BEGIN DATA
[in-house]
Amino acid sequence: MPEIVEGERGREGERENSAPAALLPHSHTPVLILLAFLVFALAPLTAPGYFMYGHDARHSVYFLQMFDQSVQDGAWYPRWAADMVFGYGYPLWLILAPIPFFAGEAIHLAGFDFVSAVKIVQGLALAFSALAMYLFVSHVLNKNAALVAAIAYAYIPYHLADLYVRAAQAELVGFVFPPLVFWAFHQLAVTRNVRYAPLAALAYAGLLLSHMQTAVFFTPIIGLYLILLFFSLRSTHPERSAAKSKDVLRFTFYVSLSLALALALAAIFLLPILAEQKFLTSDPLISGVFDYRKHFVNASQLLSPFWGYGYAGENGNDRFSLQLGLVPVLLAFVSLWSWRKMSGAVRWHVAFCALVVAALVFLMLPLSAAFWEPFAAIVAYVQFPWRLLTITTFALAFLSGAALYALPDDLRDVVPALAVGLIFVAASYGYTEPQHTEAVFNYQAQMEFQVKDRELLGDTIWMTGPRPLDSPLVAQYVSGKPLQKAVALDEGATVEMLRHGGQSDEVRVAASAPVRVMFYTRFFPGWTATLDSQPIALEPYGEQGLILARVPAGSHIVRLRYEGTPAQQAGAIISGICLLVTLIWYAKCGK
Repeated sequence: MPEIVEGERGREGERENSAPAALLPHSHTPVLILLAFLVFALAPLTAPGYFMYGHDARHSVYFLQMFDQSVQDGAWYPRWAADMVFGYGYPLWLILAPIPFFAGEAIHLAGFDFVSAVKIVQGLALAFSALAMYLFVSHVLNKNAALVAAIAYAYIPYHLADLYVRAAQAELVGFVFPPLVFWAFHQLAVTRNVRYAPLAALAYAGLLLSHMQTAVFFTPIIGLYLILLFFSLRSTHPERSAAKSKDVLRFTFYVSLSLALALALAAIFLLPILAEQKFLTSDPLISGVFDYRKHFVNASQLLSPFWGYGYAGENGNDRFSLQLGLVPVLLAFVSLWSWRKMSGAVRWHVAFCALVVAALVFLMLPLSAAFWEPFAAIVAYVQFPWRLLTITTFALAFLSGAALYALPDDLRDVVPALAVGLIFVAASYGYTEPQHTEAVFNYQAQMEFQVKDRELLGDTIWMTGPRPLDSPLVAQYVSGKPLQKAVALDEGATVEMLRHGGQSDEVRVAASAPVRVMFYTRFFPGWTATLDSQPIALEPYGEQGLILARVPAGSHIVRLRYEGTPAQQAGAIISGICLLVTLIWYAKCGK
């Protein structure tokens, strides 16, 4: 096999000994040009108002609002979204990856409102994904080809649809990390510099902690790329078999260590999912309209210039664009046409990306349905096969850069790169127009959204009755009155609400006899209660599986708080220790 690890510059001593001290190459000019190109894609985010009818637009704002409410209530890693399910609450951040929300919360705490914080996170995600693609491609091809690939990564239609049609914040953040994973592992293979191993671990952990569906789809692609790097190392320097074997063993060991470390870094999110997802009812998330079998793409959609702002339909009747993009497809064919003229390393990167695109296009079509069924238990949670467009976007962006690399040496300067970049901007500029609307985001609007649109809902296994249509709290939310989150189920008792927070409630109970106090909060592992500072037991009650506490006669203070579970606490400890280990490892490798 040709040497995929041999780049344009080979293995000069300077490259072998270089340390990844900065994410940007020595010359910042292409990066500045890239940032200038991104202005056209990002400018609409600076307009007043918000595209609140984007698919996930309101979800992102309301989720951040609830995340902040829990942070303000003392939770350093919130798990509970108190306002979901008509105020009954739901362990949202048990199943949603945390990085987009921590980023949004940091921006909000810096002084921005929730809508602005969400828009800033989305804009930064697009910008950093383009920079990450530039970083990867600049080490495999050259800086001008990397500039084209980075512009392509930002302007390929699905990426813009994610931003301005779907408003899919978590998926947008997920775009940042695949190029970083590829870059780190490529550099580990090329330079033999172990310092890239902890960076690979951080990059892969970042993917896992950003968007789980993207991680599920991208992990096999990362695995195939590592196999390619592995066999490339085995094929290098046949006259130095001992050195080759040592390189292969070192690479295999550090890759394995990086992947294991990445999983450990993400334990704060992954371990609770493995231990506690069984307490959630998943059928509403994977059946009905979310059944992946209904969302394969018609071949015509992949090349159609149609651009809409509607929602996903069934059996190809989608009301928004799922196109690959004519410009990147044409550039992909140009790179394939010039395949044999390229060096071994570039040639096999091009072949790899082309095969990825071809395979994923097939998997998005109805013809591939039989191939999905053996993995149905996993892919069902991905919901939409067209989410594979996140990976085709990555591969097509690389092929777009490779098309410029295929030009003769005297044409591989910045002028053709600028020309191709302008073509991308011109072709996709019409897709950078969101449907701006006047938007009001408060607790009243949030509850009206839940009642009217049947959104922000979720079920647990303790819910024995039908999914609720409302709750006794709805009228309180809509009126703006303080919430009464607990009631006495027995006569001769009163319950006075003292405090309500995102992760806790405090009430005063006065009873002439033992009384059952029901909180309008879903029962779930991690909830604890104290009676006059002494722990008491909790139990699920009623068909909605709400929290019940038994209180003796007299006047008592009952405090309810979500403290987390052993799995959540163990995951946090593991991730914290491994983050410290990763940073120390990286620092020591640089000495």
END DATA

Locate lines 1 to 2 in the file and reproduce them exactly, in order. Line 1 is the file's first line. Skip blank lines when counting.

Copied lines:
[in-house]
Amino acid sequence: MPEIVEGERGREGERENSAPAALLPHSHTPVLILLAFLVFALAPLTAPGYFMYGHDARHSVYFLQMFDQSVQDGAWYPRWAADMVFGYGYPLWLILAPIPFFAGEAIHLAGFDFVSAVKIVQGLALAFSALAMYLFVSHVLNKNAALVAAIAYAYIPYHLADLYVRAAQAELVGFVFPPLVFWAFHQLAVTRNVRYAPLAALAYAGLLLSHMQTAVFFTPIIGLYLILLFFSLRSTHPERSAAKSKDVLRFTFYVSLSLALALALAAIFLLPILAEQKFLTSDPLISGVFDYRKHFVNASQLLSPFWGYGYAGENGNDRFSLQLGLVPVLLAFVSLWSWRKMSGAVRWHVAFCALVVAALVFLMLPLSAAFWEPFAAIVAYVQFPWRLLTITTFALAFLSGAALYALPDDLRDVVPALAVGLIFVAASYGYTEPQHTEAVFNYQAQMEFQVKDRELLGDTIWMTGPRPLDSPLVAQYVSGKPLQKAVALDEGATVEMLRHGGQSDEVRVAASAPVRVMFYTRFFPGWTATLDSQPIALEPYGEQGLILARVPAGSHIVRLRYEGTPAQQAGAIISGICLLVTLIWYAKCGK